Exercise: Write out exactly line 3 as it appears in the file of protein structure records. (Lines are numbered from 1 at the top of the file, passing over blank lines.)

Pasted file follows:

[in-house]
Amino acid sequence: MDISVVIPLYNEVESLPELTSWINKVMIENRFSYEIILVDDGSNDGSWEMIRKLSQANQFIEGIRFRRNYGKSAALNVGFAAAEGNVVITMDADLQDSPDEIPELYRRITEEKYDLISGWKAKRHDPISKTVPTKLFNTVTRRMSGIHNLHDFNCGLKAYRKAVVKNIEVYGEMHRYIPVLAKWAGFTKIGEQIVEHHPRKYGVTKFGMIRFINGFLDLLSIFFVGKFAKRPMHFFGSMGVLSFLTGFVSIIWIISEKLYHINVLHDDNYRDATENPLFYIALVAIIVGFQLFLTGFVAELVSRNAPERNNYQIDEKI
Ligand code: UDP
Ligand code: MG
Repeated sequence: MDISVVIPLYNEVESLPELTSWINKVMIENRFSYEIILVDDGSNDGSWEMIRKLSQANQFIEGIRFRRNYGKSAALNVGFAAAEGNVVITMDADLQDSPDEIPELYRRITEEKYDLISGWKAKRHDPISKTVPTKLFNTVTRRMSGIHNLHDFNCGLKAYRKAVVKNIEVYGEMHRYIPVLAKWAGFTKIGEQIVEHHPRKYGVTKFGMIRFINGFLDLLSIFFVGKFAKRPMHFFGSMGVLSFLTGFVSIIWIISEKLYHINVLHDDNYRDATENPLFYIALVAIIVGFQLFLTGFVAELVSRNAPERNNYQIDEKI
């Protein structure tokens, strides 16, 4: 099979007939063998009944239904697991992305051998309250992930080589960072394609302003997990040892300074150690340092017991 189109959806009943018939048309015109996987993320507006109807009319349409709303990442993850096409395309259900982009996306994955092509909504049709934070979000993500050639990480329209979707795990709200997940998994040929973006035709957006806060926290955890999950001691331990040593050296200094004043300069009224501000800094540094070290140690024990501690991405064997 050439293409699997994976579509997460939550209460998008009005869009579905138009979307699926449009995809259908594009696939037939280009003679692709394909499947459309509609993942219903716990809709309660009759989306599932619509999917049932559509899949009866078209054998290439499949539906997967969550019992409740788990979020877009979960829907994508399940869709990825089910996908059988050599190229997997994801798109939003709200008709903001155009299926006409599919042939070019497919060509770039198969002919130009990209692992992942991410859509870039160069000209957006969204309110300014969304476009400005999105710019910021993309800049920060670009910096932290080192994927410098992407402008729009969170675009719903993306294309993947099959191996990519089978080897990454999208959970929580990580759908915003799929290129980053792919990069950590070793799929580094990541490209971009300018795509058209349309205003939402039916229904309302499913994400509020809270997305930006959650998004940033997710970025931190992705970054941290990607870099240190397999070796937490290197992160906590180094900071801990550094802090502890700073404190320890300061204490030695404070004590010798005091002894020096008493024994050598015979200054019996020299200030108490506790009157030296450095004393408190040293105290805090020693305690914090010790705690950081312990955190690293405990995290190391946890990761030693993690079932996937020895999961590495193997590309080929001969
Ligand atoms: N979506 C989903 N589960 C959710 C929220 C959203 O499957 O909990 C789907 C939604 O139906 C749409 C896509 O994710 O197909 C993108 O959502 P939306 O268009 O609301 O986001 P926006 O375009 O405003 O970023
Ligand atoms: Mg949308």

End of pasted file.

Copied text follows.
Ligand code: UDP